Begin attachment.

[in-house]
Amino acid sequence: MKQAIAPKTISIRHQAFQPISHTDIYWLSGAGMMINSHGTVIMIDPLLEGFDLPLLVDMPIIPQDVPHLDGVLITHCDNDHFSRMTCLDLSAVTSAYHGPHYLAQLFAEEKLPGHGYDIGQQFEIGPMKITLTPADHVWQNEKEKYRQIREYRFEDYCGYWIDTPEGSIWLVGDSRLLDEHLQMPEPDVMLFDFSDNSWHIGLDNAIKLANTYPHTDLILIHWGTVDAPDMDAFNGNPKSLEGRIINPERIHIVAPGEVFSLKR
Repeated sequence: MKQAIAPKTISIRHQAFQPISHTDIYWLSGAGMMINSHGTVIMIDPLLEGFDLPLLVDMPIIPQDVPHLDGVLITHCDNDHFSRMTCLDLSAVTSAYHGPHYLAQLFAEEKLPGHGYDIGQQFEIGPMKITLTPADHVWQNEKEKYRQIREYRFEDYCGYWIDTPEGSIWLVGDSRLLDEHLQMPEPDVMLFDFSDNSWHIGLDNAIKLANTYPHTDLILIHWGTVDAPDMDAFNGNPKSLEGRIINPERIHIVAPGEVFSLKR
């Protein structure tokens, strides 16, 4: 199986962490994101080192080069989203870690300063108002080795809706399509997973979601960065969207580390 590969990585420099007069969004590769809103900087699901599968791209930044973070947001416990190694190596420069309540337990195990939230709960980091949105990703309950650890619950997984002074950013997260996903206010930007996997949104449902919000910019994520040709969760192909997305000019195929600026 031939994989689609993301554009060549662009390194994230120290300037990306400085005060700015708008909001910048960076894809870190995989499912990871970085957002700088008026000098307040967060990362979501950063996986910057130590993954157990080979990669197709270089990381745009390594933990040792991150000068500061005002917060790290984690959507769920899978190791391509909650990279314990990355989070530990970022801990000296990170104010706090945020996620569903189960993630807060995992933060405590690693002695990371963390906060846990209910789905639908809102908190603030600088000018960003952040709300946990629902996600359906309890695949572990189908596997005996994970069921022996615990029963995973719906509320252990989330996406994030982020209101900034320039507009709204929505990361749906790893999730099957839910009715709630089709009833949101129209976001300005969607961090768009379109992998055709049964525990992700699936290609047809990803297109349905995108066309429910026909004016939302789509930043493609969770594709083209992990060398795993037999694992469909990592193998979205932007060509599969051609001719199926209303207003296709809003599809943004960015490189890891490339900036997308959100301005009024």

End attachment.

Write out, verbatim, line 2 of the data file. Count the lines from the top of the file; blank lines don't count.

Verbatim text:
Amino acid sequence: MKQAIAPKTISIRHQAFQPISHTDIYWLSGAGMMINSHGTVIMIDPLLEGFDLPLLVDMPIIPQDVPHLDGVLITHCDNDHFSRMTCLDLSAVTSAYHGPHYLAQLFAEEKLPGHGYDIGQQFEIGPMKITLTPADHVWQNEKEKYRQIREYRFEDYCGYWIDTPEGSIWLVGDSRLLDEHLQMPEPDVMLFDFSDNSWHIGLDNAIKLANTYPHTDLILIHWGTVDAPDMDAFNGNPKSLEGRIINPERIHIVAPGEVFSLKR